Marriage brings out the best and worst in us. We cleave to our spouse, make sacrifices, and develop deep love over time. It grows from knowing and sharing feelings and activities with one another, creating a family, a home, livelihoods, and going through difficult times together.
But along with love, hate exists in the married state. We may say things to our spouse we’d never dream of saying to a friend. Unlike a dating relationship, we are seen at our worse. We let down our guard and reveal our selfishness, impatience, and bad habits.
Patterns of behavior and communication start to take hold, and soon spouses find the same problem or argument reoccurs without resolution. One or both partners retreat to their corner and hopelessness sets in. They may feel trapped.
In the healthiest marriages, spouses are autonomous and interdependent, not codependent. They have good self-esteem and accept and respect themselves and one another. An interdependent relationship allows them the safety and freedom to be themselves and also to have greater intimacy. They want the best for one another and don’t try to control or take responsibility for their partner. Instead, they communicate and compromise. The relationship is full of aliveness.
In dying marriages, spouses try to keep the romance alive by pretending. They try to rekindle their initial passion by repeating familiar rituals or sentimental reminders that are in reality devoid of it. Their marriage lacks the aliveness and authenticity of true intimacy. This is a common complaint in long-term marriages.
Actually, it’s not that romance is lost or forever gone, it’s just that once couples have more to risk in a relationship, they begin to hide their true feelings. They may develop an attitude of “What’s the use,” if they don’t feel heard or respected by their spouse. Additionally, self-centered habits and the distractions and stresses of every daily life take over. Couples need help to rebuild bridges of mutual, empathetic understanding through vulnerable and authentic communication. This takes courage and often the guidance of a psychotherapist in the safety of marital counseling.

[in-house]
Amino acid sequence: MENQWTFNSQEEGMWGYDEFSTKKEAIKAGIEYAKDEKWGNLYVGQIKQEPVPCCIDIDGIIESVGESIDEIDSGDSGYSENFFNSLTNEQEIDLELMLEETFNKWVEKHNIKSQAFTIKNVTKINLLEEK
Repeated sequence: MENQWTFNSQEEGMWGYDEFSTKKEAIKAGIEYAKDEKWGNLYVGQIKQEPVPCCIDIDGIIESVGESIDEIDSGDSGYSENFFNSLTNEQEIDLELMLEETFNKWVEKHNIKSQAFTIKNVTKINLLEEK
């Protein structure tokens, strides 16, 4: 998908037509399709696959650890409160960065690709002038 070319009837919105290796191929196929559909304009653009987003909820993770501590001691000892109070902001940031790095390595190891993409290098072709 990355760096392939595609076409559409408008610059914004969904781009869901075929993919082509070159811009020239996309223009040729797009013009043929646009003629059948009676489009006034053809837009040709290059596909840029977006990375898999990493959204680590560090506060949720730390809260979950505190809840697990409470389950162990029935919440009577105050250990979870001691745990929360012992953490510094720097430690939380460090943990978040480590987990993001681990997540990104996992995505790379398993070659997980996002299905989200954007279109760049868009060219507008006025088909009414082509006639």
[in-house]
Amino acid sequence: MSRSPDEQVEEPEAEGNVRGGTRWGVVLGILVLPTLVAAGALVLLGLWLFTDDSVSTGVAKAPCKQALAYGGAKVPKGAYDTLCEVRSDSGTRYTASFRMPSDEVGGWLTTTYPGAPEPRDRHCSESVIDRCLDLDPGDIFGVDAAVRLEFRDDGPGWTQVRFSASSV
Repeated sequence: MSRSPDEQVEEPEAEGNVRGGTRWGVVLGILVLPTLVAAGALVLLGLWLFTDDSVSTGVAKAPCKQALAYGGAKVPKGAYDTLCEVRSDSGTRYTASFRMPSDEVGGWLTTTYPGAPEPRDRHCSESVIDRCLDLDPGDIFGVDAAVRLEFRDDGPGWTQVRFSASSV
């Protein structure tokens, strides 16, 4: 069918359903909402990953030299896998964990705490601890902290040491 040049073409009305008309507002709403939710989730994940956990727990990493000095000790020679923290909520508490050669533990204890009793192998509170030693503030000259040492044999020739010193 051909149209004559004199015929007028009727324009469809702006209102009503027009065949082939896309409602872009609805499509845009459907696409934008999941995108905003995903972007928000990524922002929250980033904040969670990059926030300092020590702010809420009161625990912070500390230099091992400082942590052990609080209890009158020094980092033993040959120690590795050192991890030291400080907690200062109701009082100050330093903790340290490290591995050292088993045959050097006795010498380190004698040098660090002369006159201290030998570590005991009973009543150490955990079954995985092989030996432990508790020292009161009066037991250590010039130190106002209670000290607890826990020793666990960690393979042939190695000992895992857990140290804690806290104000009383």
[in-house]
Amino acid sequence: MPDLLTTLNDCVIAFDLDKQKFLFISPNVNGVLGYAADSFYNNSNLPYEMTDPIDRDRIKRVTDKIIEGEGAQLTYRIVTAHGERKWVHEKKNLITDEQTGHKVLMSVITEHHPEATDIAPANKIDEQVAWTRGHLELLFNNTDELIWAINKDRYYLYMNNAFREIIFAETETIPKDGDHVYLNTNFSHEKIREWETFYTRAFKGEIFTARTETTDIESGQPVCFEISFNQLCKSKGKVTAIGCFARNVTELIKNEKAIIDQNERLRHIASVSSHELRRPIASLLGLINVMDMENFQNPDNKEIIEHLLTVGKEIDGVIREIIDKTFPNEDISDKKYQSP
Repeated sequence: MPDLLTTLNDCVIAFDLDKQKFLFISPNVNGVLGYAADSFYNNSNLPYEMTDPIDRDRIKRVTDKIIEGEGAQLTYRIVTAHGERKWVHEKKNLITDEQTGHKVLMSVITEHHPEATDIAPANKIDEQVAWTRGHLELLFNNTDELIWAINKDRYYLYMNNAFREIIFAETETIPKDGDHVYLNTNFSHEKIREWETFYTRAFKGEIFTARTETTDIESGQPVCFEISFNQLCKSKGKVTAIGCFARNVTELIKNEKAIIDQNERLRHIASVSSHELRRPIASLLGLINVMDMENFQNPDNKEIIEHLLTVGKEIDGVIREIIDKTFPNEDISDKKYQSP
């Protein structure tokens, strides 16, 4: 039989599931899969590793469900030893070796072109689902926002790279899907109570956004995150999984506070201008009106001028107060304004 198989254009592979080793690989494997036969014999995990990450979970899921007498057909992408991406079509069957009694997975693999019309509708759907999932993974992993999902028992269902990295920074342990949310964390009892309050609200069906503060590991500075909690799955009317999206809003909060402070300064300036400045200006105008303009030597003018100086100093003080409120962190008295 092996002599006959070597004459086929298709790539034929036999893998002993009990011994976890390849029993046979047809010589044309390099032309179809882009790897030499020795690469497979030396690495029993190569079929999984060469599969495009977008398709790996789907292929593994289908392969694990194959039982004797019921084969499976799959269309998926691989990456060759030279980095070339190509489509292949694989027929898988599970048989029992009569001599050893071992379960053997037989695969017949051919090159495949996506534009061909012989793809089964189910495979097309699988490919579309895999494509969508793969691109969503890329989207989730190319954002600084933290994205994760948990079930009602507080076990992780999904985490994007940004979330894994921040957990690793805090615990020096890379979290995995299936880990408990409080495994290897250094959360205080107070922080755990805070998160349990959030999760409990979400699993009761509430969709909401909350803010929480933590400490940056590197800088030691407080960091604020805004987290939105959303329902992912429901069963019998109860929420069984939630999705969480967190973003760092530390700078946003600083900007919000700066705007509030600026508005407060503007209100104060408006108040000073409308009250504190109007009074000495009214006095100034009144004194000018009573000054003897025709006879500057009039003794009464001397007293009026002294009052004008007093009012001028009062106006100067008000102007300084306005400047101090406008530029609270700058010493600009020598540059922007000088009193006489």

Assertive communication skills allow couples to not only share their feelings, but also to problem-solve. Conflict is inevitable in relationships because two people have different needs, opinions, and wants. However, healthy couples have goodwill, are able to resolve conflict by talking things over, and return to feeling loving and close. Assertiveness is key to healthy relationships of any kind. See my ebook, How to Speak Your Mind: Become Assertive and Set Limits and webinar, How to Be Assertive.
Other issues may need to be addressed, such as addiction, unresolved past hurts, or dishonesty. Marital problems can be caused by an imbalance of power, where one spouse attempts to dominate the other through aggression, control, or manipulation, or emotional abuse. This damages the relationship and the self-esteem of the other partner. It’s not uncommon in relationships with an addict or narcissist. One spouse can also control the other through neediness, demands for attention or validation, or by playing the victim, with the expectation his or her spouse makes him or her happy.
Signs that you need marriage counseling are:
- Having the same argument that never gets resolved
- Lack of communication or affection
- Sustained resentment by either partner
- One partner is trying to change or control the other
- Verbal or emotional abuse (ordering, blaming, undermining, putdowns, withholding)
- Deference to friends or family over the needs of one partner
- Breakdown of trust
- Constant need for reassurance
- Substance abuse, workaholism, or other addiction that interferes with the relationship
- It’s not safe to be open and honest
It’s important to seek couples counseling early, while there is still goodwill in the marriage. The longer problems fester, the more difficult is to restore trust and love. If you want couples counseling, but can’t convince your partner to attend, that shouldn’t be a reason not to go to therapy. When one person changes his or her behavior, it affects their partner, because a relationship is a dynamic system. This is because each person plays a role in the problem.
©Darlene Lancer 2016